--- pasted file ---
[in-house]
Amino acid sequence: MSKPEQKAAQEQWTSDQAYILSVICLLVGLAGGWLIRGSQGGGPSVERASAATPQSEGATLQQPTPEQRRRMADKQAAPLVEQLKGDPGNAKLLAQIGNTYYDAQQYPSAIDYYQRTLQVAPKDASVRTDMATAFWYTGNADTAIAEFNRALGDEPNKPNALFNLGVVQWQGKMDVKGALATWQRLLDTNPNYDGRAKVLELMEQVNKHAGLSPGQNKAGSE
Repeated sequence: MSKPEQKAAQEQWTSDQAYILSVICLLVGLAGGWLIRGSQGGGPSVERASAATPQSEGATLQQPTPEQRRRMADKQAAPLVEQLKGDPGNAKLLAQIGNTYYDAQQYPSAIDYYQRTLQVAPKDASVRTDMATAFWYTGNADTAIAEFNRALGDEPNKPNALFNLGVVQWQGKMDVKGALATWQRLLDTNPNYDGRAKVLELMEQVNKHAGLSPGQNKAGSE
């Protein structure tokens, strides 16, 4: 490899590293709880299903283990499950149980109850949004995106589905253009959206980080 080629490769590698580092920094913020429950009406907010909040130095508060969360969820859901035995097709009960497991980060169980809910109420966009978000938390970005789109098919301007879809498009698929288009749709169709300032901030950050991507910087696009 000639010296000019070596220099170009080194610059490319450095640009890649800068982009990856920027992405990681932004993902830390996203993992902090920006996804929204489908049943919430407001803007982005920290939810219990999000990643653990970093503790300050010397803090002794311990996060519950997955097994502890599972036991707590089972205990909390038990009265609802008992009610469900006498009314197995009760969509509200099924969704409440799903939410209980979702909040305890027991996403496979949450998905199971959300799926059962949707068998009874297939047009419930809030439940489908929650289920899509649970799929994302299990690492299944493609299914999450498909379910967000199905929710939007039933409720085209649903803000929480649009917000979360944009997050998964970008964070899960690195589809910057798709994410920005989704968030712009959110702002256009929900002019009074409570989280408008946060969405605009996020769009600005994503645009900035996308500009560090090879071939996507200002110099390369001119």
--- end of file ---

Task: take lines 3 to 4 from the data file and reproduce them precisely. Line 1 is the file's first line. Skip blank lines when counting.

Repeated sequence: MSKPEQKAAQEQWTSDQAYILSVICLLVGLAGGWLIRGSQGGGPSVERASAATPQSEGATLQQPTPEQRRRMADKQAAPLVEQLKGDPGNAKLLAQIGNTYYDAQQYPSAIDYYQRTLQVAPKDASVRTDMATAFWYTGNADTAIAEFNRALGDEPNKPNALFNLGVVQWQGKMDVKGALATWQRLLDTNPNYDGRAKVLELMEQVNKHAGLSPGQNKAGSE
């Protein structure tokens, strides 16, 4: 490899590293709880299903283990499950149980109850949004995106589905253009959206980080 080629490769590698580092920094913020429950009406907010909040130095508060969360969820859901035995097709009960497991980060169980809910109420966009978000938390970005789109098919301007879809498009698929288009749709169709300032901030950050991507910087696009 000639010296000019070596220099170009080194610059490319450095640009890649800068982009990856920027992405990681932004993902830390996203993992902090920006996804929204489908049943919430407001803007982005920290939810219990999000990643653990970093503790300050010397803090002794311990996060519950997955097994502890599972036991707590089972205990909390038990009265609802008992009610469900006498009314197995009760969509509200099924969704409440799903939410209980979702909040305890027991996403496979949450998905199971959300799926059962949707068998009874297939047009419930809030439940489908929650289920899509649970799929994302299990690492299944493609299914999450498909379910967000199905929710939007039933409720085209649903803000929480649009917000979360944009997050998964970008964070899960690195589809910057798709994410920005989704968030712009959110702002256009929900002019009074409570989280408008946060969405605009996020769009600005994503645009900035996308500009560090090879071939996507200002110099390369001119």